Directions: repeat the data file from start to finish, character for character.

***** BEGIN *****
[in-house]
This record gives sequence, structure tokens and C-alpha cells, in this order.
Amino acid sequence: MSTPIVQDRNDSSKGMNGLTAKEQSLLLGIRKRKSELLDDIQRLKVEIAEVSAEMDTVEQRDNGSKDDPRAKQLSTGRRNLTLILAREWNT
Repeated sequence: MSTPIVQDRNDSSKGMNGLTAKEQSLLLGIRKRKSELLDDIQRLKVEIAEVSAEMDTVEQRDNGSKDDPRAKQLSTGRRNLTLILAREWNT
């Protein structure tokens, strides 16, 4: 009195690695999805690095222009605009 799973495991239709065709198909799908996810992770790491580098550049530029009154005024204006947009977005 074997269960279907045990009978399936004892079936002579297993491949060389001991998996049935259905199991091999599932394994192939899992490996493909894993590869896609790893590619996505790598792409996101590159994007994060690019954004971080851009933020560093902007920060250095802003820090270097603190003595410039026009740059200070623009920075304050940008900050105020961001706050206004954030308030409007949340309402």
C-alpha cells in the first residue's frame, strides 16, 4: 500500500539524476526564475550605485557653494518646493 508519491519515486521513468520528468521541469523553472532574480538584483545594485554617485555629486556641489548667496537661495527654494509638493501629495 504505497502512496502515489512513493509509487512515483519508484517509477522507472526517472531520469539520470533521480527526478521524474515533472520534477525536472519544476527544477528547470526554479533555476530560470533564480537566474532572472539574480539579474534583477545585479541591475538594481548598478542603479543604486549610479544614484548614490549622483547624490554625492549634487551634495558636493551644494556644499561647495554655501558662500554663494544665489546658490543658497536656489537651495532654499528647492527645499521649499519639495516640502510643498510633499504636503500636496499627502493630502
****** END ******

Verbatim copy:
[in-house]
This record gives sequence, structure tokens and C-alpha cells, in this order.
Amino acid sequence: MSTPIVQDRNDSSKGMNGLTAKEQSLLLGIRKRKSELLDDIQRLKVEIAEVSAEMDTVEQRDNGSKDDPRAKQLSTGRRNLTLILAREWNT
Repeated sequence: MSTPIVQDRNDSSKGMNGLTAKEQSLLLGIRKRKSELLDDIQRLKVEIAEVSAEMDTVEQRDNGSKDDPRAKQLSTGRRNLTLILAREWNT
């Protein structure tokens, strides 16, 4: 009195690695999805690095222009605009 799973495991239709065709198909799908996810992770790491580098550049530029009154005024204006947009977005 074997269960279907045990009978399936004892079936002579297993491949060389001991998996049935259905199991091999599932394994192939899992490996493909894993590869896609790893590619996505790598792409996101590159994007994060690019954004971080851009933020560093902007920060250095802003820090270097603190003595410039026009740059200070623009920075304050940008900050105020961001706050206004954030308030409007949340309402």
C-alpha cells in the first residue's frame, strides 16, 4: 500500500539524476526564475550605485557653494518646493 508519491519515486521513468520528468521541469523553472532574480538584483545594485554617485555629486556641489548667496537661495527654494509638493501629495 504505497502512496502515489512513493509509487512515483519508484517509477522507472526517472531520469539520470533521480527526478521524474515533472520534477525536472519544476527544477528547470526554479533555476530560470533564480537566474532572472539574480539579474534583477545585479541591475538594481548598478542603479543604486549610479544614484548614490549622483547624490554625492549634487551634495558636493551644494556644499561647495554655501558662500554663494544665489546658490543658497536656489537651495532654499528647492527645499521649499519639495516640502510643498510633499504636503500636496499627502493630502